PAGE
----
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|Title: ||Litter-fall causes nitrous oxide emissions|
|Author: ||Pal, Pranoy|
|Date: ||Aug-2012 |
|Publisher: ||Lincoln University. Department of Soil and Physical Sciences.|
|Citation: ||Pal, P. (2012) Litter-fall causes nitrous oxide emissions. Oral presentation at Where to from here - the new normal?, Post Graduate Conference, 28-29 August 2012, Lincoln University, New Zealand.|
|Item Type: ||Conference Contribution - Oral Presentation|
|Abstract: ||Our previous study showed that significant quantities of litter-fall (harvested but unconsumed
plant material dropped during grazing) can be deposited onto the soil surface during a grazing
event. However, the contribution of in situ decomposition of this litter-fall to nitrous oxide
(N₂O) emissions is unknown. We applied 15N-labelled ryegrass (Lolium perenne L.) to the
surface of a pastoral soil and for up to 139 days thereafter, quantified the contribution of
herbage decomposition to N₂O production and soil N dynamics in field conditions.
Approximately 70% of the total N₂O originated from the surface-applied litter treatment with
38–75% of the cumulative emissions occurring within 4–10 d of treatment application. After 66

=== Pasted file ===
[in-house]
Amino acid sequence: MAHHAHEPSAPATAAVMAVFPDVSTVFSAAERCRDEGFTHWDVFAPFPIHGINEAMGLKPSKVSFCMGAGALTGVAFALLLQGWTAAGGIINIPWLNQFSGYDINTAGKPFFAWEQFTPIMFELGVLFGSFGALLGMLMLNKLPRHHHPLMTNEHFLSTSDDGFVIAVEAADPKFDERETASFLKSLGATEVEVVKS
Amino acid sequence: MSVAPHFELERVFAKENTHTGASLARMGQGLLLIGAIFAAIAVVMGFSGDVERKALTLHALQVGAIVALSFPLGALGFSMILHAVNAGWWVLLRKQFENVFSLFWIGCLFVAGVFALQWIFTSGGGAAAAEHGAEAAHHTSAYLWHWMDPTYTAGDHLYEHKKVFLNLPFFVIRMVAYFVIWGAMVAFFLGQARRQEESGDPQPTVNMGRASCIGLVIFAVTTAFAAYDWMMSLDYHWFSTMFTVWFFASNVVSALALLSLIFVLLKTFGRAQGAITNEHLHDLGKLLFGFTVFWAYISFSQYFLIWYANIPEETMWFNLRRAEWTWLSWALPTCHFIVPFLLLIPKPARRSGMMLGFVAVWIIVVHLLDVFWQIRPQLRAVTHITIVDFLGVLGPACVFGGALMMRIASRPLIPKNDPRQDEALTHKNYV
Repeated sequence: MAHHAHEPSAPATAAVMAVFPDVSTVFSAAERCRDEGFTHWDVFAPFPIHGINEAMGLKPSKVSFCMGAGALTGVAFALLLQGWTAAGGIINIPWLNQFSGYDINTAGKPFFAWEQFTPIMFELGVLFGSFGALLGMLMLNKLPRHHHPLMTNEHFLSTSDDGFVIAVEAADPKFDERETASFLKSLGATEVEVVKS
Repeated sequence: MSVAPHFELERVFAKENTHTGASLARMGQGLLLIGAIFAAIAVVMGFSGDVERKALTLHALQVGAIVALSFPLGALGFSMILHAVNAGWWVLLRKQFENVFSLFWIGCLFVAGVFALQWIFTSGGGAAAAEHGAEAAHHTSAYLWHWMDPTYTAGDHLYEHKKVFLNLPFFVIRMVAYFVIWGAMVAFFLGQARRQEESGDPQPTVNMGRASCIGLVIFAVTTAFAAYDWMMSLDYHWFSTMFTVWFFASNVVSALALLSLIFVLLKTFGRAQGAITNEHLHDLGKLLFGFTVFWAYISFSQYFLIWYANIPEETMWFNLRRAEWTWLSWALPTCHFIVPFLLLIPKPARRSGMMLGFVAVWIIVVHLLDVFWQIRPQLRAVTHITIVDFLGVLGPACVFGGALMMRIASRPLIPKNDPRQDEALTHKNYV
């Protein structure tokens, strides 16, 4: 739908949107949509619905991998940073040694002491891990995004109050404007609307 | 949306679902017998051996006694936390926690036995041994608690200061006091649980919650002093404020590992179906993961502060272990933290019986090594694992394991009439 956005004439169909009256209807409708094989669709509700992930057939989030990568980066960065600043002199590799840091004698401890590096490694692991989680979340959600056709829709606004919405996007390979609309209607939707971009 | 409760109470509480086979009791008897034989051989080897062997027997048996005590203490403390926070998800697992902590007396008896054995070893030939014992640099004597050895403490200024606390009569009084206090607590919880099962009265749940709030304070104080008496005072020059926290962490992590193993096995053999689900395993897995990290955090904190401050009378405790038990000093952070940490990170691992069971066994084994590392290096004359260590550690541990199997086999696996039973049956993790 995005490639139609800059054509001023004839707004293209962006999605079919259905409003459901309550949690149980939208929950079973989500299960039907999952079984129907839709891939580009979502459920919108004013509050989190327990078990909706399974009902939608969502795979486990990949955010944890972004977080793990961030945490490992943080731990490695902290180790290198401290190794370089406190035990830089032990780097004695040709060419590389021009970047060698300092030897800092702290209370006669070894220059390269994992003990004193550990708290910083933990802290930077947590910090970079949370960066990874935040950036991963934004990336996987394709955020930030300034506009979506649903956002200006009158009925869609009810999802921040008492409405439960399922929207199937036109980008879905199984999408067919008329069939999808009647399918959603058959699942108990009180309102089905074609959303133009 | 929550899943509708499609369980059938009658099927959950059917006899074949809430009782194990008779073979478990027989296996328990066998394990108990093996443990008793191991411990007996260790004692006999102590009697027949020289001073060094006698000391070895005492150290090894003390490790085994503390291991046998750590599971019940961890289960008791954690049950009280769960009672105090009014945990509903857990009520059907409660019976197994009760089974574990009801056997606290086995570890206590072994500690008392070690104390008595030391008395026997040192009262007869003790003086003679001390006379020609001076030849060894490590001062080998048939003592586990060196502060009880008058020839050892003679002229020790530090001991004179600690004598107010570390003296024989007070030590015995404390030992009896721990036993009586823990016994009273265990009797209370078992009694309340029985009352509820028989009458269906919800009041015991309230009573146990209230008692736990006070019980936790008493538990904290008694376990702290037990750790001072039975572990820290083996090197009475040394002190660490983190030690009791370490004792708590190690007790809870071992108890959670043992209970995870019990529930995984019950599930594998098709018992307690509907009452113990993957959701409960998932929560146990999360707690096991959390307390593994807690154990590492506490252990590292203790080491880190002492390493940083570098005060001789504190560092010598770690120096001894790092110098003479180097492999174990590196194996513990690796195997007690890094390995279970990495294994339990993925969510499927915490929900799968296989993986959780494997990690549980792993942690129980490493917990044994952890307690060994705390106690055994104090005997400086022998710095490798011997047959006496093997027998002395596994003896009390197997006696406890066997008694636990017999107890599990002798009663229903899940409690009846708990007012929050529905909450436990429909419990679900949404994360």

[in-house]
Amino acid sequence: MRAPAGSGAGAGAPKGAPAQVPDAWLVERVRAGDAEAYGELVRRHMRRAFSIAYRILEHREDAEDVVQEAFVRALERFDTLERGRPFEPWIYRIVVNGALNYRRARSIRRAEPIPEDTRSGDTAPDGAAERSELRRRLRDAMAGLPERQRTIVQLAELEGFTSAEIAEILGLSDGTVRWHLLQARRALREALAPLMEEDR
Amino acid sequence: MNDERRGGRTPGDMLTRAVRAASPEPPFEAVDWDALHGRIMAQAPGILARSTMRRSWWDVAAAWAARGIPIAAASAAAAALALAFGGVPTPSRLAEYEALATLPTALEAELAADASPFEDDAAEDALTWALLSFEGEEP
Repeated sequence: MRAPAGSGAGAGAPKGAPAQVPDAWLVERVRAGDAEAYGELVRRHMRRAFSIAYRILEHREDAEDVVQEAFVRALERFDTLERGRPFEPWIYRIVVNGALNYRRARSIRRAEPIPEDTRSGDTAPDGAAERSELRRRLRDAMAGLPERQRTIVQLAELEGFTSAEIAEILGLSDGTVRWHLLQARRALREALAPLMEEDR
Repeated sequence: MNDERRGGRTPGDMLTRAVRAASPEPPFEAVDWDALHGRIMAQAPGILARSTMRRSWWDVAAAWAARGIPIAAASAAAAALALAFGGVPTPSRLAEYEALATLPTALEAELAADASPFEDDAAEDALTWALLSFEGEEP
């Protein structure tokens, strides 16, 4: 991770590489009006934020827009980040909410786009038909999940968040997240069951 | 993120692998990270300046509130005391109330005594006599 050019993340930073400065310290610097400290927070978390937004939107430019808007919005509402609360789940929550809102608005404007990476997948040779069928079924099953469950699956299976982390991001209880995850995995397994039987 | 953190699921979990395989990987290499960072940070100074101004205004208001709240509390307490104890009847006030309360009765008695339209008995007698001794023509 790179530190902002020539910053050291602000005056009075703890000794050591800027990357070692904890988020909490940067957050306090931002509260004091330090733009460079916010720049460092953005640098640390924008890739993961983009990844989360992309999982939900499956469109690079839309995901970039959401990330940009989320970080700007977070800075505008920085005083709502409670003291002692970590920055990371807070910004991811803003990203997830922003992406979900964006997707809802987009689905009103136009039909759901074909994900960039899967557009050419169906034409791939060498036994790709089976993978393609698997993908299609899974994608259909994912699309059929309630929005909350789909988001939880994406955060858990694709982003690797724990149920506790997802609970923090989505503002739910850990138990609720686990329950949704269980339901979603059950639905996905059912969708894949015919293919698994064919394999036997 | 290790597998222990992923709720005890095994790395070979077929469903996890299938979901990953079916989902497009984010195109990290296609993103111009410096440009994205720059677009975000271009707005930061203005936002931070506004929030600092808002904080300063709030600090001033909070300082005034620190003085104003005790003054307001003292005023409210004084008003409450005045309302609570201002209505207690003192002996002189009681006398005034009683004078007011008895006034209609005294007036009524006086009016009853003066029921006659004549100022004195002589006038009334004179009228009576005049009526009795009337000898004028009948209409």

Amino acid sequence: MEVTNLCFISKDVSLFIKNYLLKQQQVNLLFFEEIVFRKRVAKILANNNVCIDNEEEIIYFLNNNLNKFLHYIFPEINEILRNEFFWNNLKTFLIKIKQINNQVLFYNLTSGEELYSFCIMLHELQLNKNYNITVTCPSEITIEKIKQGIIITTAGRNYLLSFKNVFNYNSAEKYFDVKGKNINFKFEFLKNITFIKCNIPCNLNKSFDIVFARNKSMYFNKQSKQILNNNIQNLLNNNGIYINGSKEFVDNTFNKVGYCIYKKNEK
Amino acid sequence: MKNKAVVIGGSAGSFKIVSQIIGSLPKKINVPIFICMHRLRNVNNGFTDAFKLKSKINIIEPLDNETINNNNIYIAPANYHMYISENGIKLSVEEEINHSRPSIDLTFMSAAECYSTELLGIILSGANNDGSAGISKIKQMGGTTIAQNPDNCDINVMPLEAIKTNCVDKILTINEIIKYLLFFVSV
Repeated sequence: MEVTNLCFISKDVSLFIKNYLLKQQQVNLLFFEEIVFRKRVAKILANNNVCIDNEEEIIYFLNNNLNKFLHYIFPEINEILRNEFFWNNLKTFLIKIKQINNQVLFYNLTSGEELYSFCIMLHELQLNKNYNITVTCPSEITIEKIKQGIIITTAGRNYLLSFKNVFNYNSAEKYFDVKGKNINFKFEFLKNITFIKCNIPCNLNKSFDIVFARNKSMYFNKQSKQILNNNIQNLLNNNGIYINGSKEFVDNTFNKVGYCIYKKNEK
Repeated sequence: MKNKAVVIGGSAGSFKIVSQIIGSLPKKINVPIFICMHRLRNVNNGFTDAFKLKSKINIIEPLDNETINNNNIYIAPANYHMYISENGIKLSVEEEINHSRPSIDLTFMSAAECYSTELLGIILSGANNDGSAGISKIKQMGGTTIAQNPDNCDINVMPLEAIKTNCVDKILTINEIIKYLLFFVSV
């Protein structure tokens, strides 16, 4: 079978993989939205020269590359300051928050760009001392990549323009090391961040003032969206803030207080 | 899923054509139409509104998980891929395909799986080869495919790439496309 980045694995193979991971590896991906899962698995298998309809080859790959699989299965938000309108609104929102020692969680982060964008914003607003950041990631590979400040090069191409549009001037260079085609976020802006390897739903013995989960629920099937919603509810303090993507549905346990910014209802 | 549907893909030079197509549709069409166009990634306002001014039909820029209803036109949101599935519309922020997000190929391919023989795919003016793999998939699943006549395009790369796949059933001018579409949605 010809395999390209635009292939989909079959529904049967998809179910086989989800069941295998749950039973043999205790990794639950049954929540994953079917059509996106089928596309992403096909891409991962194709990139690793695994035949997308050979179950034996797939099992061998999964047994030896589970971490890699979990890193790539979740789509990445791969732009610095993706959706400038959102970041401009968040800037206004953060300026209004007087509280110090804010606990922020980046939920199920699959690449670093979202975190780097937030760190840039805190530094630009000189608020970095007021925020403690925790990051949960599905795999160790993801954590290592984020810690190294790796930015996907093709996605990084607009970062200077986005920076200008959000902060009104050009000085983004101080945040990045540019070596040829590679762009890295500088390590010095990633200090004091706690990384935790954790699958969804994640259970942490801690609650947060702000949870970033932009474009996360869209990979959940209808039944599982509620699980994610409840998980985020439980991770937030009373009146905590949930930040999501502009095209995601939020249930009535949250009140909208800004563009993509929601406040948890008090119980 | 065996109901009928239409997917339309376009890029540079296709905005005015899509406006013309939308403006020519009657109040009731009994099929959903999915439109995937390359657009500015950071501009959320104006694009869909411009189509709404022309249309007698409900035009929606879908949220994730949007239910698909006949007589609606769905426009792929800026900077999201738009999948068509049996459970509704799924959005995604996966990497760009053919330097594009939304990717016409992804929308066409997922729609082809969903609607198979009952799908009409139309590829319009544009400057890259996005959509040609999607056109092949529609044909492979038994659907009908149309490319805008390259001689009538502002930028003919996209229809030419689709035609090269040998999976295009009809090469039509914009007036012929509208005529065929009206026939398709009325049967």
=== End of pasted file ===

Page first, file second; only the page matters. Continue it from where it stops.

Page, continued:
d, dry matter loss from the litterbags equated to 46–82% of the pasture dry matter applied.
Emissions of N₂O likely resulted from ammonification followed by a coupling of nitrification
and denitrification during litter decomposition. The litter contributed to both the 15N enrichment
of the soil NO₃
⁻−N and N₂O–N pools. The emission factor (EF) of the in situ placed litter was
1.2%; similar to the IPCC default EF value of 1% for crop residues. Further in situ studies
using different pasture species and litter-fall rates are required to understand the microbial
processes responsible for litter-induced N₂O emissions.|
|Description: ||PowerPoint slides and Oral presentation at Lincoln University Postgraduate Conference 28-29 August 2012 : Where to from here – the new normal?|
|Persistent URL (URI): ||http://hdl.handle.net/10182/4921|
|Rights: ||Copyright © The Author.|
|Appears in Collections:||Department of Soil and Physical Sciences|
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